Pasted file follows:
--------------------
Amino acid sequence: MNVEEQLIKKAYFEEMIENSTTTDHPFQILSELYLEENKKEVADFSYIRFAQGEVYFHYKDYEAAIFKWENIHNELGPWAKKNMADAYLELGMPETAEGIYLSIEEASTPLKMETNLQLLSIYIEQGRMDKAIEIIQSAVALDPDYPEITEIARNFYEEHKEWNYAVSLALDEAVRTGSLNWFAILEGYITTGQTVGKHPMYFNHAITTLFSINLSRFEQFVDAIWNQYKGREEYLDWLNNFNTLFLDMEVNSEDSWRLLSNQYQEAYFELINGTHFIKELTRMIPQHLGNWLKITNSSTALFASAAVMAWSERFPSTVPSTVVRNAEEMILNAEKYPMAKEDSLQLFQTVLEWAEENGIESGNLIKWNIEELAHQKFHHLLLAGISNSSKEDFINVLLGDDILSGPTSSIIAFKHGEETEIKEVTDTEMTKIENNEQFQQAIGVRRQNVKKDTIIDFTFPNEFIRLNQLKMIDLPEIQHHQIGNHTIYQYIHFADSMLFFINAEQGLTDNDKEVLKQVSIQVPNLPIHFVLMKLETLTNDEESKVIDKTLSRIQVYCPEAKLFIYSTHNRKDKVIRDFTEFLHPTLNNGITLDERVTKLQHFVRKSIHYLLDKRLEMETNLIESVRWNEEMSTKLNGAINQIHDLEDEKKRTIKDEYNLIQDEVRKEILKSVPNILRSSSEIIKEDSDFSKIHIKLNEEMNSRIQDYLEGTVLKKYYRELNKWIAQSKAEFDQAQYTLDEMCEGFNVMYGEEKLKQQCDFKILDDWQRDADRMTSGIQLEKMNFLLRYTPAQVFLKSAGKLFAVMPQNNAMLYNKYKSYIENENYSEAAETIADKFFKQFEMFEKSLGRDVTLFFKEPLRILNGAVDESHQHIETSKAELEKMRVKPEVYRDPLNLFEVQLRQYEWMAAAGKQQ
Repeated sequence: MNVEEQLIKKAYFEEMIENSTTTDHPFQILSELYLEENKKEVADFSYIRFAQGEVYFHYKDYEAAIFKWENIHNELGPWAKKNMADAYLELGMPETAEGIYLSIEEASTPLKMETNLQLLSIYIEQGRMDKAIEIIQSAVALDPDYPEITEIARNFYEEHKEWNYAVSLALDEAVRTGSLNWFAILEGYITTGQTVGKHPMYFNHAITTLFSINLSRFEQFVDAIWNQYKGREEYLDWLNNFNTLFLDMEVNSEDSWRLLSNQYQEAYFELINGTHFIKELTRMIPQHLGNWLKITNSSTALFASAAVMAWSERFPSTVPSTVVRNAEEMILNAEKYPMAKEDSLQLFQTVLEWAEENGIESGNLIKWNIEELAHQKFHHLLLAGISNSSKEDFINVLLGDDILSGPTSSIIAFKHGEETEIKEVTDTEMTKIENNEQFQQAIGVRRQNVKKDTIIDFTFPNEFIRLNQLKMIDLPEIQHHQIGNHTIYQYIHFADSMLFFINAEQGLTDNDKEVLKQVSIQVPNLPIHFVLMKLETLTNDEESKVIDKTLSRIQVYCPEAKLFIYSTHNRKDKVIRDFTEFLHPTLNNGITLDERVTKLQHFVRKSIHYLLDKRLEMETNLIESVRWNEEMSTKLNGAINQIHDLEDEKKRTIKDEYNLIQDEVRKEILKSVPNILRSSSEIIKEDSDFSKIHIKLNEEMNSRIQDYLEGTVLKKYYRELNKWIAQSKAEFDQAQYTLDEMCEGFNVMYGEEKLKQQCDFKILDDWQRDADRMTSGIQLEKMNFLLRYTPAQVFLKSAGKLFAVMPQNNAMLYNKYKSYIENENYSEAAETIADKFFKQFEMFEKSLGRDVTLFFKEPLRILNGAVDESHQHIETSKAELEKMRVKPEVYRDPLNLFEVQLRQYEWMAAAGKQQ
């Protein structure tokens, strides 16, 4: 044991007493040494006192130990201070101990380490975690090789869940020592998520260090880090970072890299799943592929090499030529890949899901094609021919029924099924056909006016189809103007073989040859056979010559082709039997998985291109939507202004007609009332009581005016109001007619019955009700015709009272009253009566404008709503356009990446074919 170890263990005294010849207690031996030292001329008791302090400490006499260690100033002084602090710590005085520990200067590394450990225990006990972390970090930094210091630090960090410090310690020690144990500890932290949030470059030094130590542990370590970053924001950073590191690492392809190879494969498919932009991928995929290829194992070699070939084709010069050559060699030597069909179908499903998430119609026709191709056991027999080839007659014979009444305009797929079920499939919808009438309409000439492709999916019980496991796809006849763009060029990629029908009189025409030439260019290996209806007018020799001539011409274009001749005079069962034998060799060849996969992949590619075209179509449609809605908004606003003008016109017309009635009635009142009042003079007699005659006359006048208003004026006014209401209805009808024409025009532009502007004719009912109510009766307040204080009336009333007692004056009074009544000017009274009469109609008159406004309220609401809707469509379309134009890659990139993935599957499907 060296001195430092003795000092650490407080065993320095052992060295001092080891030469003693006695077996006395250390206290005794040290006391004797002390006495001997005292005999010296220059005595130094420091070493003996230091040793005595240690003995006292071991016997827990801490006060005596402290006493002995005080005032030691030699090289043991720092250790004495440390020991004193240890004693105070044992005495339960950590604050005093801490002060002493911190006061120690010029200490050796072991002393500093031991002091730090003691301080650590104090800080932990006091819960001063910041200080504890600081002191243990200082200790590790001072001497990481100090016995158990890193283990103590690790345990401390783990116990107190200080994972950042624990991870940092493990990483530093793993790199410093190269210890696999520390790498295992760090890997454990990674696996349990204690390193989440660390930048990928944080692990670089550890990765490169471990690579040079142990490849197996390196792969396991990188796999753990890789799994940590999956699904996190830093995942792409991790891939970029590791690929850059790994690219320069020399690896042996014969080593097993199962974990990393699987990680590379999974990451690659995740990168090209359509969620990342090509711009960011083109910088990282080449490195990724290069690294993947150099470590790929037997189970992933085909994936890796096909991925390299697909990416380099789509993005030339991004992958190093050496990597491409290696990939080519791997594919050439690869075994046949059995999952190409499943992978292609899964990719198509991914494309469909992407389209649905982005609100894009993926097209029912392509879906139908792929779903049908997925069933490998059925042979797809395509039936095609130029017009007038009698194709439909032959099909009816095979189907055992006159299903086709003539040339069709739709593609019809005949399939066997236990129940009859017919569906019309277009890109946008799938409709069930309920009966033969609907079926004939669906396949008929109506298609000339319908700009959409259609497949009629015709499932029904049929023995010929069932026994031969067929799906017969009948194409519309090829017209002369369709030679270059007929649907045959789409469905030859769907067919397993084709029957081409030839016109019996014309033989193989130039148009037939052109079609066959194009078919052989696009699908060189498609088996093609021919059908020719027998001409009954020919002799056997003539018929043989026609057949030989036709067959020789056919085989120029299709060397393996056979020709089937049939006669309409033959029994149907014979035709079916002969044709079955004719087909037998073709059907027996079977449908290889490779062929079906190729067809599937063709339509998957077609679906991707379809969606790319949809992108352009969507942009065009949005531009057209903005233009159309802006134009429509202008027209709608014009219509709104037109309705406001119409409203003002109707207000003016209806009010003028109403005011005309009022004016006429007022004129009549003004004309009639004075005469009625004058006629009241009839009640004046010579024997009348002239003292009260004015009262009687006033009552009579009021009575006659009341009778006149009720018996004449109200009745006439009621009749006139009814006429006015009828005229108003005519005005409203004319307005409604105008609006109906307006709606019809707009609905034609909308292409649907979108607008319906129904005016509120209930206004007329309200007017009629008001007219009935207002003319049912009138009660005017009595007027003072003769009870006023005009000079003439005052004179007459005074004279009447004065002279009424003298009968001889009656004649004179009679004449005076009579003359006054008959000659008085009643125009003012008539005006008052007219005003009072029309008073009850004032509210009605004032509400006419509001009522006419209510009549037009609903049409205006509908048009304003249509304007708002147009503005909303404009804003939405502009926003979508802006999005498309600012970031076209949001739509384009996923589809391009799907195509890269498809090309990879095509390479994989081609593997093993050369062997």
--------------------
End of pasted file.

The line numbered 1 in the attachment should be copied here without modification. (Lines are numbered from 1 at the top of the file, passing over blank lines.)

Amino acid sequence: MNVEEQLIKKAYFEEMIENSTTTDHPFQILSELYLEENKKEVADFSYIRFAQGEVYFHYKDYEAAIFKWENIHNELGPWAKKNMADAYLELGMPETAEGIYLSIEEASTPLKMETNLQLLSIYIEQGRMDKAIEIIQSAVALDPDYPEITEIARNFYEEHKEWNYAVSLALDEAVRTGSLNWFAILEGYITTGQTVGKHPMYFNHAITTLFSINLSRFEQFVDAIWNQYKGREEYLDWLNNFNTLFLDMEVNSEDSWRLLSNQYQEAYFELINGTHFIKELTRMIPQHLGNWLKITNSSTALFASAAVMAWSERFPSTVPSTVVRNAEEMILNAEKYPMAKEDSLQLFQTVLEWAEENGIESGNLIKWNIEELAHQKFHHLLLAGISNSSKEDFINVLLGDDILSGPTSSIIAFKHGEETEIKEVTDTEMTKIENNEQFQQAIGVRRQNVKKDTIIDFTFPNEFIRLNQLKMIDLPEIQHHQIGNHTIYQYIHFADSMLFFINAEQGLTDNDKEVLKQVSIQVPNLPIHFVLMKLETLTNDEESKVIDKTLSRIQVYCPEAKLFIYSTHNRKDKVIRDFTEFLHPTLNNGITLDERVTKLQHFVRKSIHYLLDKRLEMETNLIESVRWNEEMSTKLNGAINQIHDLEDEKKRTIKDEYNLIQDEVRKEILKSVPNILRSSSEIIKEDSDFSKIHIKLNEEMNSRIQDYLEGTVLKKYYRELNKWIAQSKAEFDQAQYTLDEMCEGFNVMYGEEKLKQQCDFKILDDWQRDADRMTSGIQLEKMNFLLRYTPAQVFLKSAGKLFAVMPQNNAMLYNKYKSYIENENYSEAAETIADKFFKQFEMFEKSLGRDVTLFFKEPLRILNGAVDESHQHIETSKAELEKMRVKPEVYRDPLNLFEVQLRQYEWMAAAGKQQ